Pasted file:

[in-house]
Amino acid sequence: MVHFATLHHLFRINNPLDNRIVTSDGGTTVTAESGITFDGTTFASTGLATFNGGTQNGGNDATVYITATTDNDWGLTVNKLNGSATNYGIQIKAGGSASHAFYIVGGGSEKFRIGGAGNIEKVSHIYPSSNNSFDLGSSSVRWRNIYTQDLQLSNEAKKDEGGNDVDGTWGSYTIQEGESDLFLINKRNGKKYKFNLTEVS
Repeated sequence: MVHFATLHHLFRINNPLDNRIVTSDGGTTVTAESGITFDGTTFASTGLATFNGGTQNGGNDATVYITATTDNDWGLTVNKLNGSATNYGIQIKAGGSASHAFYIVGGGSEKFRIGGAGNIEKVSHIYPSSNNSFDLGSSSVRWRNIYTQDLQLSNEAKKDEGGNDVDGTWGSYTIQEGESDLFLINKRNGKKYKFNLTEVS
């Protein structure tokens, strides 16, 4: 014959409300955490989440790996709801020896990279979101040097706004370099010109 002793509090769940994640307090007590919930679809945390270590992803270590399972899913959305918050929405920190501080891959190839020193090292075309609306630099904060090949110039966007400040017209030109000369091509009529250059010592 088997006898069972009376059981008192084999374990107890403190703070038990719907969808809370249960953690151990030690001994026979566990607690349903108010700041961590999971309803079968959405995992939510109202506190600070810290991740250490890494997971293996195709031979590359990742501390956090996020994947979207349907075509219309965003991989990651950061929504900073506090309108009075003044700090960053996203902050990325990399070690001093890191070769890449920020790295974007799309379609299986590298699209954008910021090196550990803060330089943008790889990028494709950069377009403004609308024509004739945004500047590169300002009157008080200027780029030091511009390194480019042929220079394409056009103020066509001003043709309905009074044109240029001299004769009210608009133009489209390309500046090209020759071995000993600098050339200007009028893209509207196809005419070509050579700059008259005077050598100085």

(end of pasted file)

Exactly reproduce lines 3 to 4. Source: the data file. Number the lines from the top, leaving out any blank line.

Repeated sequence: MVHFATLHHLFRINNPLDNRIVTSDGGTTVTAESGITFDGTTFASTGLATFNGGTQNGGNDATVYITATTDNDWGLTVNKLNGSATNYGIQIKAGGSASHAFYIVGGGSEKFRIGGAGNIEKVSHIYPSSNNSFDLGSSSVRWRNIYTQDLQLSNEAKKDEGGNDVDGTWGSYTIQEGESDLFLINKRNGKKYKFNLTEVS
């Protein structure tokens, strides 16, 4: 014959409300955490989440790996709801020896990279979101040097706004370099010109 002793509090769940994640307090007590919930679809945390270590992803270590399972899913959305918050929405920190501080891959190839020193090292075309609306630099904060090949110039966007400040017209030109000369091509009529250059010592 088997006898069972009376059981008192084999374990107890403190703070038990719907969808809370249960953690151990030690001994026979566990607690349903108010700041961590999971309803079968959405995992939510109202506190600070810290991740250490890494997971293996195709031979590359990742501390956090996020994947979207349907075509219309965003991989990651950061929504900073506090309108009075003044700090960053996203902050990325990399070690001093890191070769890449920020790295974007799309379609299986590298699209954008910021090196550990803060330089943008790889990028494709950069377009403004609308024509004739945004500047590169300002009157008080200027780029030091511009390194480019042929220079394409056009103020066509001003043709309905009074044109240029001299004769009210608009133009489209390309500046090209020759071995000993600098050339200007009028893209509207196809005419070509050579700059008259005077050598100085």